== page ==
No One Will Miss Her: A Novel
“Gripping and sharp as a tack.”
In a book where every character is fully fleshed out readers can expect to be completely captivated by the story. This book does not disappoint.
On the opening pages, the Copper Falls junkyard is burning, and the wind is pushing the flames ever closer to the houses surrounding Copperbrook Lake.
Deputy Myles Johnson drives around knocking on doors, making sure anyone still there evacuates in the interest of safety. He doesn't expect to find any summer people. It's after Labor Day, all the city folk have packed up and gone back home. In fact, he's tempted to skip the last two houses, but being the exemplary deputy that he is, he stops at 13 Lakeside Drive, the summer rental property belonging to Lizzie Ouelette.
At first knock, the front door swings open:
". . . The air in the house was off, not knock-you-on-your-heels bad, but stale and scented with the low, sick notes of something beginning to rot. And that wasn't all. There was blood: a trail of it, thick circular splats on the knotty pine floor just inches from his feet. The droplets, deep red and still glistening, skirted the corner of the cast-iron wood-burning stove, dribbled over the kitchen countertop, and ended with a smear on the edge of the stainless-steel sink.
". . . He should have stopped. He should have considered that a trail of blood ending in the kitchen sink must have a beginning worth exploring before he explored anything else. . . . That he should not, for the love of God, touch anything."
But he did and proceeded to pull out of the garbage disposal something that belonged on the bloody body of Lizzie Ouelette that at the time was lying under a blanket on the bedroom floor.
Weak stomached readers might be tempted to skip the next several of pages, but they'll deprive themselves of some outstanding writing if they do. In fact, the writing throughout the book is superexcellent topped off by author Kat Rosenfield's knack for ending sentences, paragraphs, or chapters with a rimshot. Ba da boom!
Take, for example, chapter six where Lizzie describes Dwayne Cleaves:
". . . A high school dreamboat. A lowlife bully. An athlete who could've gone pro, if only. A junkie. A jerk. And yes, he was a killer."
The rimshot at the end of that chapter is a real zinger.
Oh, and by the way, Lizzie's husband is nowhere to be found. So naturally he's a suspect. But he's not the only one. Someone else is acting mighty suspicious.
Her name is Adrienne Richards:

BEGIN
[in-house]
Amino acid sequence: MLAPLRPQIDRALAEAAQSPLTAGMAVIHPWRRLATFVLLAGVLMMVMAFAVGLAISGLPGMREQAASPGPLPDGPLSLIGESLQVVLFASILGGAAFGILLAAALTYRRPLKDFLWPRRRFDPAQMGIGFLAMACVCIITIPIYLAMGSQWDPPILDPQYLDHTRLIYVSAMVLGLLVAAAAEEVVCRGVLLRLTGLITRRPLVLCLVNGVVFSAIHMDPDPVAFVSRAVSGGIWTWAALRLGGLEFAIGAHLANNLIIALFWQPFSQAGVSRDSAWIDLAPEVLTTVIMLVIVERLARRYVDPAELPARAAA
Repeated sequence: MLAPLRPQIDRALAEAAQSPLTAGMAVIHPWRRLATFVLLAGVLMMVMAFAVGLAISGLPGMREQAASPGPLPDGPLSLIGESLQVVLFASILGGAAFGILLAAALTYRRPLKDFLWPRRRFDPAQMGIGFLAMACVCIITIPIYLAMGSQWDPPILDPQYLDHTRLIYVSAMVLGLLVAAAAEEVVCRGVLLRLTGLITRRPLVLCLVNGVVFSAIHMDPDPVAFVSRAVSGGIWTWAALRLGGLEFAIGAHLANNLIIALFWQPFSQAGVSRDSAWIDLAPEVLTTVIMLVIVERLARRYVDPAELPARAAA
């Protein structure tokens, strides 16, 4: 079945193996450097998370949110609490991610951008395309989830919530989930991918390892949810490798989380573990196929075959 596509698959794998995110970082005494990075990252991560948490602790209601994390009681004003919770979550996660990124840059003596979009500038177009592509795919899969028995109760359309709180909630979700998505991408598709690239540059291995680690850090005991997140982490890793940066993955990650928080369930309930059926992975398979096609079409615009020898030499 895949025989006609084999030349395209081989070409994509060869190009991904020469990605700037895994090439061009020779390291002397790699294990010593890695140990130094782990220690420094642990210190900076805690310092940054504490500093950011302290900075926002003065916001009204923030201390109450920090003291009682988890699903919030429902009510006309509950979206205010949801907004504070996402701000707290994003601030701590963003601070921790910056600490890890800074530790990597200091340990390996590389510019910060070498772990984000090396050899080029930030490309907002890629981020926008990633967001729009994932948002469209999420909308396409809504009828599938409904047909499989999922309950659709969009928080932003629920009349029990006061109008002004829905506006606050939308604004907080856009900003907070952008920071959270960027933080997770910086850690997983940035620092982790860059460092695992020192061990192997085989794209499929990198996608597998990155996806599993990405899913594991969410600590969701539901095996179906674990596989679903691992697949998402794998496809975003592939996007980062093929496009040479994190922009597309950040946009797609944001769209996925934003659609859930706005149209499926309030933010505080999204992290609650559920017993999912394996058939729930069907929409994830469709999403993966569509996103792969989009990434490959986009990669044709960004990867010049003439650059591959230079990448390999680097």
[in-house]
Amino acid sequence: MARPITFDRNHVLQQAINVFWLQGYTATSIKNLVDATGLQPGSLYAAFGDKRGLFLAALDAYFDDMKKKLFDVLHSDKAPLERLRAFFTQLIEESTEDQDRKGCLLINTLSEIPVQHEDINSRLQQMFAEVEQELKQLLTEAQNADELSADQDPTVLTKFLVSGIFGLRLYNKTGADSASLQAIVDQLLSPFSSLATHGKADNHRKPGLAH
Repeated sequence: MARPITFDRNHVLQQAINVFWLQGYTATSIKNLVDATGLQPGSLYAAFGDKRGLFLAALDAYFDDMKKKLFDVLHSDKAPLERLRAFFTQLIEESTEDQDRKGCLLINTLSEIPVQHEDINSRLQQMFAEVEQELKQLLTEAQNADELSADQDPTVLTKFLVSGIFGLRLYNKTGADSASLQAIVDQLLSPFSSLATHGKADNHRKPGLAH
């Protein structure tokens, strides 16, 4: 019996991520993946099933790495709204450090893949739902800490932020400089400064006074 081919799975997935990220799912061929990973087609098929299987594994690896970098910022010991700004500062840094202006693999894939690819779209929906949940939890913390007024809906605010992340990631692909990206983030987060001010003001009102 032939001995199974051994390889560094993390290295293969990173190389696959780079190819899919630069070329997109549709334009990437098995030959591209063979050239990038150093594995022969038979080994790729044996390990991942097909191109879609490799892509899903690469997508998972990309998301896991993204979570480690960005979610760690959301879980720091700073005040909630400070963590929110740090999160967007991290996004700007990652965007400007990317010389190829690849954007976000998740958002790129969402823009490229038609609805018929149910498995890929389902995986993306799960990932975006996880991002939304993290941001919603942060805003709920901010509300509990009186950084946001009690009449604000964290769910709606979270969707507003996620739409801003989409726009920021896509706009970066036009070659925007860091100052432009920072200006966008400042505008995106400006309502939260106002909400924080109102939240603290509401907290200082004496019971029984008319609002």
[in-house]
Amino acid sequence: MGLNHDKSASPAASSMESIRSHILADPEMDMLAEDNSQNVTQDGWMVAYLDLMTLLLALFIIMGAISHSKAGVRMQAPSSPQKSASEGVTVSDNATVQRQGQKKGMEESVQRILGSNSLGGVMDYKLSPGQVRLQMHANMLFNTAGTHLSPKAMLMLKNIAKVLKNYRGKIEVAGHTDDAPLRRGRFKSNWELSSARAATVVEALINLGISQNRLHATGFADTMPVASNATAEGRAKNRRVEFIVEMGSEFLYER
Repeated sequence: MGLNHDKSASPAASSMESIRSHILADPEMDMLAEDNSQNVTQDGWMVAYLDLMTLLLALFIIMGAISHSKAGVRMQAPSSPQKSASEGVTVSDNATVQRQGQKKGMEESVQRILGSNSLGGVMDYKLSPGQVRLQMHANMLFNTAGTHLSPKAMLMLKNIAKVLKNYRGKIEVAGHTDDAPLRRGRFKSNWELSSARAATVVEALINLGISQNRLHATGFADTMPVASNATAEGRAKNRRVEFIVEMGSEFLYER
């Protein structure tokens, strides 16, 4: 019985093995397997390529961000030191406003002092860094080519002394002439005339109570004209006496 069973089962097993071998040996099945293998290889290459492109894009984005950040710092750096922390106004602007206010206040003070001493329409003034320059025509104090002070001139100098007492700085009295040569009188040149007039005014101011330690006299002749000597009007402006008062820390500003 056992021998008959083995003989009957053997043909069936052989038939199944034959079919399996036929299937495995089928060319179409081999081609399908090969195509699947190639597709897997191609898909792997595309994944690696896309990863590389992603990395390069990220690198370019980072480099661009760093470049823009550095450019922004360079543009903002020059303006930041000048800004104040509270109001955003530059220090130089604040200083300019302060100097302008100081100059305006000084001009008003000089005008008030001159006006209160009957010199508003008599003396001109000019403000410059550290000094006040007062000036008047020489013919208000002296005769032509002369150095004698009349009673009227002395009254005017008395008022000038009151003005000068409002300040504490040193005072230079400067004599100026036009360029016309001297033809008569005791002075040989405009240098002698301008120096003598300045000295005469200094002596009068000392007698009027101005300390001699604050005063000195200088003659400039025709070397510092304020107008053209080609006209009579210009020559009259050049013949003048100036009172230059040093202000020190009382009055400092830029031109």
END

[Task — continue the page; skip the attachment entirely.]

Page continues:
"Halfway to her destination, she'd been gripped by another wave of panic and had to pull over to examine her reflection in the rearview mirror, suddenly haunted by the horrifying possibility that she'd missed a spot, and that she'd been chatting away to Anna-from-SoulCycle with a fine spray of someone else's blood prominently displayed on her face."
Lizzie grew up the daughter of a junk dealer in a town where everyone was assigned a role early on and permanently, a town where you were never allowed to be anything but what people thought you were. She was a girl everyone loathed from a distance, a girl every guy in town seemed to know had a mole on her bare breast. Or claimed to, anyway. That's how her body was identified. Given the nature of her wounds, it was the only way it could be identified.
Adrienne's moneyed life is about as far away from Lizzie's as it's possible to get. Still, they became friends. Both Lizzie and Adrienne were scorned, but for different reasons:
"Adrienne wasn't just a privileged bitch. She was bad, cruel, rotten in the way people are when they've never had to care about anything or anyone else."
The story is told from the point of view of several characters, which always makes for a deeper, more compelling read. Lizzie's first-person point of view is utterly engaging, and even readers who can't get past the idea of narrative from a dead person will enjoy this amazing book.
It seems to be a thing now for reviewers to compare every psychological suspense that comes along to Gone Girl, but the comparison here is nonexistent. No One Will Miss Her stands on its own gilded feet. Gripping and sharp as a tack.